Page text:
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TOPEKA STATE JOUBNAL, WEDNESDAY EVENING, JUNE 13, 1900.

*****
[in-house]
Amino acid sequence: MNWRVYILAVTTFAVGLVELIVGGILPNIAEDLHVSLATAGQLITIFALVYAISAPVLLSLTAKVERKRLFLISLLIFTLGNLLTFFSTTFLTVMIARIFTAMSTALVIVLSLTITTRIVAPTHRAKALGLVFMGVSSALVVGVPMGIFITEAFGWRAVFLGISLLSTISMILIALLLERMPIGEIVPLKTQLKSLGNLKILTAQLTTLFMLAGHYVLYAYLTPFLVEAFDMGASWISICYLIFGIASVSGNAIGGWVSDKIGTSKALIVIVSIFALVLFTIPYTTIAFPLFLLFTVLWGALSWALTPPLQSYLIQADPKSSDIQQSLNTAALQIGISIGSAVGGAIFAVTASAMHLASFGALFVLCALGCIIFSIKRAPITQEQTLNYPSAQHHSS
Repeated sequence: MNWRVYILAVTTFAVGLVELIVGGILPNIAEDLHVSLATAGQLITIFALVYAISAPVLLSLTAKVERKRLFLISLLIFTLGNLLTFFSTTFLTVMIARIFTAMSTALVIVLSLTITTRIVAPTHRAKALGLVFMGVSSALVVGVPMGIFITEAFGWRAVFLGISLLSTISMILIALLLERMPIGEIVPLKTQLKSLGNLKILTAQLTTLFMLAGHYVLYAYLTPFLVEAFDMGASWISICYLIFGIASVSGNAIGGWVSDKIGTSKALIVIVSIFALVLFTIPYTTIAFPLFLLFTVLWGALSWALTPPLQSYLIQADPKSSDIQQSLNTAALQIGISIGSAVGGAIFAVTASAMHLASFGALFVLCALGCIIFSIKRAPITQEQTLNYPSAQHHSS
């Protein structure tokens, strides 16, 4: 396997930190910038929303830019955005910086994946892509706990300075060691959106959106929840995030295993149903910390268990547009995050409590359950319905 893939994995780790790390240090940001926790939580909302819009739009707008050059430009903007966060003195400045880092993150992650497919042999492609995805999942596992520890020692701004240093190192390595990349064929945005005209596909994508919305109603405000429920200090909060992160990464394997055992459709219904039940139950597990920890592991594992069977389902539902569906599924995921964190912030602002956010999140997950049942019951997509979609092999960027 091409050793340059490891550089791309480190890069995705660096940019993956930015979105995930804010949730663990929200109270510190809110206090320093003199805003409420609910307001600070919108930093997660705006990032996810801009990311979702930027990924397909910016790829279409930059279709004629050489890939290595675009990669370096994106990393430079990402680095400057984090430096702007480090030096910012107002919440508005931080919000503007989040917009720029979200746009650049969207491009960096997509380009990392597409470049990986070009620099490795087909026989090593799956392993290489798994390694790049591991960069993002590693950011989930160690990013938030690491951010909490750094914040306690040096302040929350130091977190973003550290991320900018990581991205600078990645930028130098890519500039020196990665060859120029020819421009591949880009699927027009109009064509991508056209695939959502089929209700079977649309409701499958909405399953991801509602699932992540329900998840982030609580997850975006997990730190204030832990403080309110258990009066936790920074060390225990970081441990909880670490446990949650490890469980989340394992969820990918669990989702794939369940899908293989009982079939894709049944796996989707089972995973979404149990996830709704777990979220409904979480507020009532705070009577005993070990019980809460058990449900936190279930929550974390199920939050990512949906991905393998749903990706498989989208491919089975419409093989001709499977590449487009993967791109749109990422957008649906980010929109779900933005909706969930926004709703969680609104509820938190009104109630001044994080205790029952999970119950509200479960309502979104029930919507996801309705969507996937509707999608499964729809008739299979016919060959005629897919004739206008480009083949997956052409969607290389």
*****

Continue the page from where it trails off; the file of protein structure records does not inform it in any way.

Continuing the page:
IOPEKA STATE JOURNAL, ET FHANTt P. MAC LENNAN. VOLUME XXVII. No. 141 Official Paper of tha City of Topeaa. TERMS OF SUBSCRIPTION. Dally edition, delivered by carrier, 10 cents a vccK to any part of Topeka or tuburbq, or at the same price In tny Han. tas town where the paper has a carrier yystem. ., l y marl, one year -JjJ I'y mail, threw months 2x Weekly edition, on year PERMANENT HOME. Topeka State Journal Building. ena 90S Kansas avenue, corner of SisnUfc, NEW TOKK OFFICE. Tempi" Court Bids. A. Frank P.lciiardaon. Mgr. CHICAGO OFFICE. Etoek IStchange Bide. A. Frank Richardson, Mgr. LONDON OFFICE. . 12 Red Lion Court. Fleet Street. ' TELEPHONES. ,M lousiness Office Bel! 'Phono Vn Importers' Koom Boll 'Phone 577 There seems to be nothing left for Mr. rij-num but to accept something "equally as pood." Uncle Sam's cash balance has dropped below 150 millions, but he still thai enough money to do business, on. The man who Induced Dewey to be come a candidate for the presidency is as hard to find as the man who struck Hilly Patterson. It was very courageous on the part of Mr. Pulitzpr to declare for Bryan before he knew whether or not Air. Hearst would be nominated for vice president. ' Regardless of the fact that he found It necessary to shoot a good many of them. General Otis regards the Fili pinos as far superior to the other Asi atics in character and intelligence. The nations of the world know the value of an American when anything Is to be done, therefore one has been selected to lead the International forces for the rescue of Pekin from the box ers. Those people who have organized a new Indja relief committee to act in dependently probably think the starv ing Hindoo will assimilate his food more readily if he is made to under stand exactly where it comes from. It has been estimated that Great Britain put 250.000 troops in South Af rica and the Boers armed 50,000 soldiers for the defense. The British army lost 60,000 men and the Boers 12,000. The money cost of the war has been $300, CWO.OOO by Great Britain and $1,000,000 by the Transvaal. Republicans are looking for an avail able New York man to nominate for the vice presidency. The situation has become so acute that Governor Roose velt still feels called upon to decline at frequent intervals. Cornelius N. Bliss is generally regarded as second choice, but he too is hard to catch. "While prosecuting the search the lead ers are forced to walk around many aspirants for the place who persist ently stand on the track. It looks as though they may be forced to take Long of Massachusetts at last, for want of a better man. He is said to be ilr. McK-inley's choice. The New York World after waging war against Mr. Bryan nearly four years, has finally come out flat-footed in support of that gentleman for the presidency in an editorial which closes as follows: "Mr. Bryan, who, as the World said two monhs ago, will be renominated by acclamation, represents the American and therefore the Democratic side of these living, burning, dominating is sues. He is for this reason entitled to and will receive the- support of the World and of all who believe with us that the only issue worth considering in this campaign is the preservation of the republic, the maintenance of the constitution, and a return to the prin ciples of the declaration of independ BRYAN MUST GET NlTW YORK. The Democrats must look to the east, largely, for their electoral votes this fall aside from the usual solid south. This is the consensus of opinion of the political wiseacres who have completed analyzing the returns from Oregon. The Pacific coast states on the ques tion of expansion seem likely to stand by Mr. MeKinley and possibly carry with them adjacent states. That Mr. Bryan will carry several western states thi fall none will deny, but that he will secure enough with the aid of the south to secure his election is not prob able. Mr. Bryan, as the nominee of the Democratic party, is reasonably certain to count in his column in No vember the following southern states: Alabama, Arkansas. Florida, Georgia, Mississippi, Missouri, North Carolina, Louisiana. South Carolina, Tennessee, Texas and Virginia, with 129 votes. But the candidate that wins must have i.'JJ electoral votes. Where can the friends of the Nebraska man hope to secure the other necessary 93? To the solid south list can reasonably be added 4 from Colorado, Nevada, 3; Nebraska, 8; Idaho, 3: Utah, 3; Mon tana, 3: making 24 additional, and car rying the Nebraskan's vote up to 153, still 71 short of th goal. In ISPS Mr. Bryan carried in addition to the list given, west of the Mississippi, Kansas with 10, South Dakota, 4; Wy oming, 3, and Washington, 4. But many men of both parties think the 21 votes in these states doubtful, so they Will be left from the Bryan column in tins count. What may happen in No vember will be another story. This brtnss Mr. Bryan up to the Ohio river on the south and the Mississippi on the west with 71 votes needed. It la useless almost to figure on Ohio, Illinois, Wisconsin, Michigan, Iowa. Minnesota, Pennsylvania or the New Krgland states leaving the MeKinley column. But there is .Kentucky with 13 votes, Maryland with 8 and West Virginia with 6 that are much more likely to go to Mr. Bryan than to Mr. MeKinley. This makes Mr. Bryan's Qlumn creep up 27 more but still leaves ent short 44 votes. But New York, which hasn't gone twice in succession for the same presidential candidate in more years than we can remember, has 38 Votes. New York's vote was for Mr. MeKinley four years ago. Indiana with 1 votes is also declared extremely doubtful this fall. Should the Hoosier state land in the Bryan column along with New York the necessary 224 would be found. Eut the figures show that New York is needed by Mr. Bryan if he expects to defeat Mr. MeKinley. The Democrats must look to the east. GLOBE SIGHTS. From, the Atchison Globe. When a man needs a tooth pulled, how numerous dental signs are! An Atchison couple,- married two years, till have kissing sore lips. After all there is nothing more relia bly valuable than a good big mule. When the women have"dreses made on purpose for a reception, it can pro perly be referred to as "brilliant." When the census enumerator asks a woman if she iias a cow, it is a half hour before he pets on to the next ques tion. Of course every girl is said to be pop ular, but not one girl in fifty knows what it is to have two invitations for the same event. When a. woman's attention is called to her wrinkles, he takes ome conso lation in the reliection that her husband isn't growing younger, either. Kvery poor farm should be located near town, so tiiat the people may of ten see what they are coming to if they continue to throw their money away. The relatives of an Atchison woman believe that she has had the hardest kind of luck: she has had seven chil dren, and every last one of them looks like "him." It can no longer be said that there is nothing new under the sun. An Atchi son father speaks ' approvingly, and with considerable pride, of the young man who is keeping company with his daughter. There Is a new disease in town known as whistitis. It is confined en tirely to women who play whist, and 13 said to be a sort of nervous prostration resulting from the excitement incident to rustling fox prizes. Is there a boy so young that he hasn't his mind made up that the greatest sign of disgrace would be to put on a girl's clothesT An Atchison woman found that whipping, threats, and punish ments off all the usual kinds had no effect on her four year old boy, so she made a Mother Hubbard for him, and he becomes the best boy in town at the threat that she will put it on him, and compel him to play with the girls. QUAKER REFLECTIONS. From the Philadelphia Record. The doctor's motto is: "Have pa tience." A gossip is a person who believes the stories he invents. The fact that beauty is only skin deep doesn't bother the . hippopotamus. From a cycler's point of view the path of duty is often strewn with tacks. The golden opportunity of a man's life is when he has a chance to marry an heiress. Screecher "I had my voice tried yes terday." Wigwag' "I suppose the ver dict was 'guilty.' " Wigg "That dentist seems to be a jack of all trades. "Wagg "Yes; I know he pulled my leg." A woman may riot know how to shar pen a leadpencil, but she can usually.be depended upon to sharpen a man's wits. Nell "What kind of a girl is she?" Belle "She's the kind of girl who thinks it a great honor to have her picture dis played in a photographer's show win dow." The Benedict "I tell you, my boy, a wife is a great comfort." The Bachelor "Yes; it must be comforting to have some one to blame when things go wrong." Sillicus "Do you believe that oppor tunity makes the man?" Cynicus "Well, that depends. If the man has an opportunity to bet on a sure thing, I say yes." Blobbs "Why don't you consult a doctor about your insomnia?" Slobbs "What! and run up more bills? Why, '1 I There's no season when I pood medicine is so much $ needed as in Spring, and J there's no medicine which does so much good in Spring 5 as Hood's Sarsaparilla. In I fact Spring Medicine is I another name for Hood's Sarsaparilla. Do not delay I taking it. Don't put it oif till jour health- tone gets too low to be lifted. f Jo Will give you a good appe- k blood, overcome that tired S feeling, give you mental and A .! I digestive strength and steady I T , 1 "1 nerves. ie sure to asK ior HOOD'S, and be sure that I i r 1 - , t- . j f icine nioney can buv. Get J I a bottle TODAY. It is f n mmf mfi sm s f L s it's because of what I owe him now that I can't sleep." "What makes you think she's a man masquerading as a woman?" asks the detective chief. "Because she refuses to talk," replied Detective Muchwed, who had buried three wives. They were in the back parlor, and the light was dim. "Tell me, darling," he implored, "why do you call your, little brother Time?". "Because time will tell," she replied, as she struggled from his embrace and peeped under the sofa. POINTED PARAGRAPHS. From the Chicago News. J True charity never waits until It asked. is It takes two drunken, men to make a pair of tights. If you ever attended a circus you pro bably saw-dust. All is not gold that glitters. Some times it Is a diamond. The man who always speaks the truth is sure to have other virtues. It is uually the dimpled and rosy cheek that wins In this world. In all well-regulated families the hired girl has to get up and dust. All a man has to do when he goes shopping with his wife is to take notes. The man who smokes hams is more important than the one who smokes cigarettes. Some girls are tailor-made, but the one who seeks an, offer of marriage is ready-maid. But little history was written in the dark ages. Probably the people couldn't see to write. It's surprisinghowfull of life is of con trast. You are so good, you know, and other people are so very bad. An old bachelor says that an appro priate design for the engraved portion of an engagement ring is a spider's web with a fly in it. A man can always tell when a girl is trying to look at him like she had a nameless longing in her breast. OPEN DOOR FARCE. Secretary Hay Hasn't Accom plished Anything in That Line. New York, June 13. While they ad mit that the "open door" negotiations are not aa conclusive as Secretary Hay desired, officials of the administration point out that a long step toward the preservation of American treatv risrbt3 in the spheres of influence in China has at least been taken. Secretary Hay declined to discuss the doubts cast upon the success of the negotiations in an article printed in the National Review written by Mr. Robert A. Yerburg. M. P. A European diplomat well informed of every stage of the negotiations and thoroughly ac quainted with Chinese affairs said to day that the general conclusions reached by Mr. Yerburg were prac tically those of every diplomat who had taken pains to study the notes ex changed. That the agreement reached is not "ironclad" was apparent not only to members of the diplomatic corps but to administration officials after the re ceipt of the replies of foreign govern ments to the American representation. The assertion has been made that Great Britain complied in every respect with the wishes of Secretary Hay. The dip lomat who discussed the matter points out that thi3 is not the case. "I have much pleasure in informing your excellency," Lord Salisbury's note stated, "that her majesty's government will be prepared to make a declaration in the sense desired by your government in relation to the leased territory of Wei-Hai-Wei and all territory in China which may hereafter be acquired by Great Britain. Directly north of Wei all spheres of influence now held, or which may hereafter be held by her in China, provided that a similar declara tion is made by the other powers con cerned." It is this provision which is an ob stacle in the way of complete success of negotiations. Russia declined to ac cede to the proposition advanced by Great Britain. Diretly north of Wei-Hai-Wei and jutting into the Gulf of Pe Chi Li is Port Arthur, now a Rus sian stronghold. It is believed in dip lomatic circles that Lord Salisbury made his declaration respecting Wei-Hai-Wei for the purpose of inducing Russia to throw Port Arthur open to the world. It has been noted that no reference to Port Arthur is made in the Russian note. A comparison of the British and Rus sian notes will show their great dis similarity, and neither can be regarded as binding when the proposals are so different. As Germany, France, Japan and Italy gave assurances on c.ondition, it is evident that the whole fabric of the "open door" is likely to be torn Hindoos Starve That : ' WWW. ' .' J . , . "v- v. ,- ' ' J- . t f . . ... l ' I I . f V " ,, - - 4 ' n.. j , t i rx i - - V V i V ' Lv I ' , ." h If P v ; . i ; I I ? ; ' U i; V When photographs such as the above are seen, words somehow seem superfluous. Fortunate, indeed, that America recognizes and hastens to re lieve the anguish of Her Gracious Majestv s distant subjects! Famine wants bread, not promises. And then the choleraf away should a foreign nation think a demand made by the United States exacting and the moment propitious for it to refuse. THREE MEN KILLED And Eight Badly Injured in a Brook lyn Fire. New York, June 13. Three men were killed, eight so badly burned or maimed that they are in the hospital and three other men are missing, as the result of a fire in the cooperage establishment of Paul Weidmann at North Eleventh street and Wythe avenue, Williams burg, Brooklyn. The property loss ia variously estimated at from $75,000 to $250,000. The dead are: ' AUGUST BENEDICT, 69 years old, burned so badly that he died immed iately after being taken from the build ing. JOHN M. LOCKWOOD, 66 years of age, died from being crushed by falling timber. UNKNOWN MAN, burned to death. The building was four . stories high and there were over 100 employes in the place at the time. Many of these leaped from the windows. It is said that at least two score of people dropped before the firemen had arrived. When they came many were hanging from the upper windows. August Benedict, a cooper, was hang ing out of one of the windows with all his clothing aflame. He held on to the ledge while the ladder was being run to him. He was so badly burned when he was taken down that he died half an hour afterward. John M. Lockwood had his chest crushed by a falling timber and died in the eastern district hospital. The unknown man was taken from the burned building and the body was so badly charred that identification was impossible. The following injured axe in the Nor wegian hospital: John M. Lockwood, jr., 24 years of age, son of the dead man, chest crush ed and body burned. George Hemling, 25 years of age, broken ankle and numerous contusions. John Donifia, an Italian boy, 15 years of age. Frank Comma, 17 years old. James Hazelton, 34 years old, and August Smith, who disappeared from the scene. He was not seriously in jured. Fireman Joseph Fee and George D. Schenan were severely injured. TOPEKA HARVEST HANPS. Rate "Will Be in Effect But One Day, Friday. Effort is being made by the A. T. ' & S. F., Rock Island, Missouri Pacific and Union Pacific to reach an agree ment to sell tickets for harvest hands from Topeka to points west of Moline, Severy. Empoiia. Council Grove, Eureka, White City, Junction City, Manhattan, Blue Rapids and Marys- ville on the same rates authorized from the Missouri river, half fare each for two men on one ticket, one-third fare each for three men on one ticket. If successful it is likely the arrange ment will be made to sell only on one day, Friday. June 15. Consequents all unemployed men in Topeka and vieinitv who intend to seek employ ment in the harvest fields should be prepared to leave, here not later than Friday, as the rate will not be made after that date. NETTED $1,000. Street Fair Profits to the Com mercial Club. Treasurer Greenwald of the street fair committee said today that there will be a profit of $1,000 on the pro ceeds from the fair. There are several large bills to be paid, but most of the claims have been settled, and there will be a good mar gin left when all are paid. When the Commercial club gives another street fair it will not be necessary to pay one third of the gross receipts to a pro moter. The business men of Topeka have learned how to manage a street fair, and another one will net a larger profit. CONTRACT DRAWN UP. Commercial Club-Santa Fe Agreement Made Today. General Manager Mudge, of the Santa Fe, today drew up the agreement, to be signed by the officers of the Santa Fe company and the officers of the Topeka Commercial club in reference to the lo cation of additional shop buildings in this city. In exchange for the land to be pur chased with the $25,000 raised by the Com mercial club, the SantsFe agrees to at once erect a blacksmith shop and frog factory. In consideration for securing the re maining land of the tract at $5u0 per acre, the Santa Fe agrees to make certain other improvements, principal among which is the construction of a locomotive erect ing shop, the same to be built inside of 12 months after the company notifies the Commercial club that the land is needed. Britons May Fight. The agreement recites that it is expected to build the shop during the year 39U1. The wheel works will probably not be built until the following year, as the Santa Fe now has a contract for wheel work which does not expire for two years. Mr. Mudge met the finance committee of the Commercial club this afternoon, and arrangements will be made at once to secure and turn over the first section of the land to the company. SHALL THEY TOTE ? Interesting Question Concerning Na tional Officers K. & L. of S. The national council Knights and La dies of Security devoted the greater part of the afternoon discussing a reso lution introduced by several past pres idents of the Topeka lodges. The milk tt the resolution was included in the first section which reads: "The National Council shall be com posed of the national officers and mem bers of the board of control and repre sentatives from each state having duly established councils therein; provided, that no member of the National Council shall be entitled to a vote upon any question in the National Council unless such member shall be a duly elected and accredited representative therein from some state or council." This resolution is designed to keep all national officers from having a vote in the national council. Heretofore all na tional officers have been allowed a vote and have had the same power as a dele gate in conventions. It seems to be assured that the pres ent officers w ill all be reelected although one or two of the candidates will be given something in the way of minor offices to recompense them for the trou ble they have been put to. Another change that is being discuss ed is the election of delegates by dis tricts instead of by states as has been the custom. This change will certainly be made as officers and delegates are in favor of it as being a much more equi table method of electing delegates The report of the national officers were very encouraging and showed a decided increase of membership during the past two years. The financial con dition of the order is excellent. The re serve fund, which exceeds $200,000 has been invested in good securities and promises to exceed $300,000 within the next two years. The election of officers will not take place until tomorrow al though several delegates have been at tempting to change the regular order of business as they say the constant solic iting of votes makes it almost impossi ble to do business. The late Tuesday session was devoted to hearing the reports of the various committees and officers. The motion that they be accepted as i3 usually done by a vote of the council brought out an objection by George W. Reed of the city, and a warm fight was started. Mr. Clark objected on the grounds that the reports should be submitted to a special committee appointed for that purpose by the chair. He claimed that the reports were not complete enouerh and said that the members had a right to know how the affairs of the order had been conducted and the only way they could know would be by a report in detail. Mr. Clark also insisted that the committee have power to require the officers to state what they had done with the general fund. David Over myer, who is a member of the law com mittee, led the fight against Mr. Reed's motion and claimed that the reports should be accepted as read. This brought out the fact that Overmyer had received some money as attorney for the order and that Mr. Reed did not like it as he couldn't see what Mr. Over myer ha'd done in the way of legal ser vices. Mr. Reed accused Mr. Clark of jeal ousy because he had not been employed as attorney and Mr. Reed replied: "That's just the trouble. I and many other members are anxious to know what Brother Overmyer has done to earn money from the general fund. I have been doing some hard thinking and am unable to ascertain what he has done." The question was debated at great length but the council finally decided in favor of Mr. Reed's resolution and the committee of five was appointed. The reports of the national officers were made out in detail and w'ere submitted to the council this morning. AN IMPORTANT STEP. Secretary Anderson Issuing Invita tions For Commercial Federation Meeting. T. J. Anderson, secretary of the To peka Commercial club, is sending out announcements today for .the meeting to be held on July 16 to perfect the or ganization and elect officers of the fed eration of Kansas commercial clubs. The organization will be known as "The Kansas Commercial Clubs." The purpose of the organization of this federation will be the promotion of the commercial, agricultural and manu facturing interests of the state of Kan sas, and the development and improve ment of its resources and industries, and advertising its advantages. At the meeting held on May 29 the following committee on credentials and permanent organization was ap pointed: John E. Frost, J. H. Morse, John Davidson, S. K. Knapp, and J. A. Kimball. The coming meeting promises to be one of importance. Matters of interest will be discussed and acted upon, and plans for advertising Kansas outside the state will be listened to. The officers of the organization will be elected at this time. Besides thi3 the appointment of the standing com mittees will be made. There will be seven committees: one on membership, on legislation, manufactures, agricul ture, tmrsporation. insurance, and ti'ad rxtension and advertising. THERE IS A "LOW." It is in This Region, and May Make Trouble. Tuesday's rain amounted to 25 hun dredths of an inch. The morning rain measured 16 hundredths and the rain in the night 9 hundredths. The forecast Tuesday for thunderstorm was correct, but Mr. Cox won't try it again today. The foreenst for Thursday is "fair tonight. Thursday partly clouriy and warmer." The maximum tempera ture up to 11 o'clock this morning was 75 and the minimum 64. The wind was north blowing 12 miles an hour. There is a hieh barometer near the lake repion and an other in the northwest. There is a low in between and something may happen. MAY DRAW SI jTpAY. Judge Hazen Settles Question ot Fees of Coroner's Juries. Judge Hazen has handed down a deci sion in the case of L. M. CRrter against the county deciding the controversy over coroner's jury fees. Carter was a juror two days and re ceived his fee of $1 on the grounds that jurors were entitled to tl for every in quest. Carter claimed that he was en titled to $1 a day and sued for the other dollar. Judge Hazen decided In his favor. Hereafter coroner's .jurors will receive $1 a day whether they hear the evidence in one inquest or more. Last Spring E. J. Evans, Cairo, 111., was so run down In health had to give up work. Was also troubled with boils and eczema. He writes: "Doctors did me no good, but before I had finished one bottle of Beggs" Blood Purifier. I began to im prove and am now a well man. R. W. Squires, Pharmacist, 732 Kansas avenue. FAULKNER HERE. Says Work on Topeka's New Gas Plant Will Commence -1 Sept. 1. Mr. W. J. Faulkner, the Chicago man, who proposes to give Topeka gas at rea sonable rates, arrived in Topeka at noon today. His visit is for the purpose of ar ranging some details in regard to stock with the officers of the company, and he will return to Chicago tomorrow. Mr. Faulkner made the important state ment this afternoon that he expected to break ground for the Topeka plant by September 1. "I am at present busy looking after the establishment of a plant at a big manu facturing works in an Indiana city about the size of Topeka. This plant 1 expeot to have completed and in operation by the middle of July, and it will stand as a practical demonstration of our method. Gas will be furnished for fuel, which is the severest test the method can be put to. As. soon as this plant. i in operation, the financing of the Topeka plant, which 1s now well under way. will be completed. I expect to break ground here by Septem ber I.'.' The ordinance granting -"The Topeka Federal Light. Heat and Power Com pany" a franchise to construct a gas and electric light plant In this city has been accepted by the company, and was pub lished officially in the State Journal Mon day evening. It provides that the plant shall be completed within three years of the acceptance of the ordinance, and that within one year at least $100,000 shall have been expended. DONE BY WOMAN'S CLEB. Organization Responsible For Seats Along State House Walks. The Woman's club of Topeka has been granted permission by the executive coun cil to place seats on the state house grounds. The credit was given to the park commissioners, when the fact was first announced. The park commissioners have had nothing to do in the matter. The Woman's club has worked hard in accomplishing this and to it belongs the credit, ine seats nave oeen uiueu i will within a short time be placed on the grounds. They are made of iron and will be placed under the shade trees near the public library and along the walks. IGNORANCE OFLAW Secures Mitigation of Penalty in This Case. Washington, June 13. Newspaper re ports jusrt received at the war depart ment show that three natives were con victed by a military commission of hav ing murdered Quartermaster Sergeant Albert Voltaire, company K, Thirty ninth volunteer inrantry, at the bar racks of Bagbag near Tanuan in the province of Batangas on February 2, and were sentenced to death by hang ing. In passing upon the case Gen. Otis, as the final reviewing authority said that the findings of the commission were ful ly sustained by the evidence and that the death sentence imposed by it had the express sanction of the laws of war. He was however unwilling to direct the execution of the sentence as he believed that the accused were influenced to commit the crime of which they were convicted by local guerrilla chiefs, who he said, were the principal criminals in the affair. Moreover, he said the pris oners were ignorant of the legal conse quences of their act. Therefore he com muted the sentence in each case to 20 years imprisonment at hard labor in the Presidio Ue Manila. "The clemency herein exercised," said Gen. Otis, "will not be considered a pre cedent to guide or influence the future action of the reviewing authority upon proceedings of military commissions in cases of such gravity as the present one and the occasion is taken to announce that in the judicial determination on questions of guilt which involve respon sibility for the awful taking of human life, the full rigor of the law will be in flicted when rightfully invoked by legal ly constituted courts." LOCAL MENTION. Jerry O. Niccum, aged 2t years, of Black Hawk. Colorado, today secured a license to marry Gertie A. Wettling, aged 19 years, of Oakland. The suit brought by Hiram Hlggins against W, R. Humphreys to settle a question of the dividing of a crop was settled by the jury and Higgina award ed $28. Jack Morton was arrested last night by the police on the charge of petit larceny. Pie returned the articles and was allowed to go. It was the outcome of a quarrel between him and the wo man who was supposed to be Elsie Fry. Officer Lucas arrested John Wade last night for assault. He slapped a neighbor. Harr- Larimer, attorney for Keepers & Thatcher, the firm that built the To peka Melan arch bridge, the first and the finest structure of its kind in the United States, today received word that the firm had received the contract to build a Melan arch bridge over the Niagara river, a short distance above Niagara Falls. Charles Blood Smith will leave this evening for the east. He will attend the meetings of the national Republican convention in Philadelphia. Mr. Emerson H. Husted and Miss Emma McLain were united in marriage last evening at 313 Seventh street. Rev. J. D. Countermine of the First Presby terian church officiating. The last regular meeting of the To peka Commercial club before the sum mer vacation will be held this evening. The 10 year old son of Dr. A. M. Edi son fell from a tree at noon today and fractured his arm in three places. The Arion society has elected the fol lowing officers: John Schaller, presi dent; Frank Gutsch, vice president; Joe Ilemieh, secretary: E. Mutier. financial secretary: S. Stritzinger. treasurer: Charles Schmid, trustee; Wm. Schutz, standard bearer. I Work has been commenced on the ' store room of the Coughlin Hardware i company. The building will be thor j oughly remodelled. Gospel services are being conducted in ! a tent in the city park by Revs. Haynez. Morris. Stolbert. Weber, Coleman and others. Meetings every afternoon and evening. Approved by Bundesrath. Berlin. June J3. The bundesrath today approved the navy bill and the measures providing means to carry out the pro jected plans as already passed by the reichstag. - Reports show that over fifteen hundred lives have been saved through the use of One -Minute Coush Cure. Most of these were cases of grippe, croup, asthma, whooping cough, bronchitis and pneu monia. Its early use prevents consump tion. All drug stores. A Sprained Ankle Quickly Cured. "At one time I suffered from a severe sprain of the ankle." says Geo. E. Cary, editor of the Guide. Washington. Va. "After usinc several well recommended medicines without success, I tried Cham berlain's Pain Balm, and am pleased to say that relief came as soon as I began its use and a complete cure speedily fal lowed." Sold by all druggists. T have, beist trottMe rreatt tf et Willi at torpid lier. w'me'n produces constipa tion. I found CASC AKET3 to be a!l you claim lor them, and secured sues relief tbe first trial, that I purchased another supply and wai com pletely cured. I shall only b too (lad to reo ommend Casearets whenever the opportunity is presented.'1 J. A Smith, 2020 Susquehsfia Ati., Philadelphia, Pa. CANDY CATHARTIC Pleasant.. Palatab,. potent. rt QooS. ! Good, Kerer biclten. Weaken, er Gripe. 10c 25c, 60a. ... CURS CONSTIPATION. ... St.rUar BtBr (Mfn;, CkleK. Kwtnil. Saw Yr. VnTf1 F? P. P Sola and ronranfe.d by lldni- A Large and Varied Stock to select from. MODERATE PRICES. THE BEST WORK. H. L. LARSfi & CO. 116 W. Eighth St. Refrigerators, Gasoline Stoves and Screen Doors VERY CHEAP THIS WEEK. We commence today to rebuild our store building', and must reduce our stock at once. T.J.CoughlinHdw.CS 702 Kansas Avenue. TEL. 60 a - - - -ft -K - V. -ft -X - Everybody Likes a Good Bargain The best bargain in railroad travel at present is a person ally conducted excursion to California by the Santa Fe Route. Excellent accommodations and reliable personal escort without extra charge. Three times a week from Chicago and Kansas City. Ask for full details. T. I KINO, Azent, The A. T. ft 8. T. Railway. TOPEKA, EA3. Special If this meets your eye and you are interested, it will pay you to investigate. Low Prices Will astonish you on all our vehicles. As handsome a phaeton as was ever put on the streets of Topeka. Other work equally as good and guaranteed. Made in Topeka by E.Q.IJ!LEY Successor to Kinley & Laooaa, 424 and 423 Jackson St. TELEPHONE 154. Special Attention Given to Repairing. -T--.T 1 If- r V"VVV mil, Mi i At least it does not . seem so when there is on hand. It kTe yonr blood cool and your temper even. A Si cer:t patksM mke 5 gallons. Write for list of prwuiuiu. CHARLES E. HIRES CO., Matem, Pa. t 1 Ha. AS tt '""s tmaos max maoimmt9r WALL PAPER I 0 it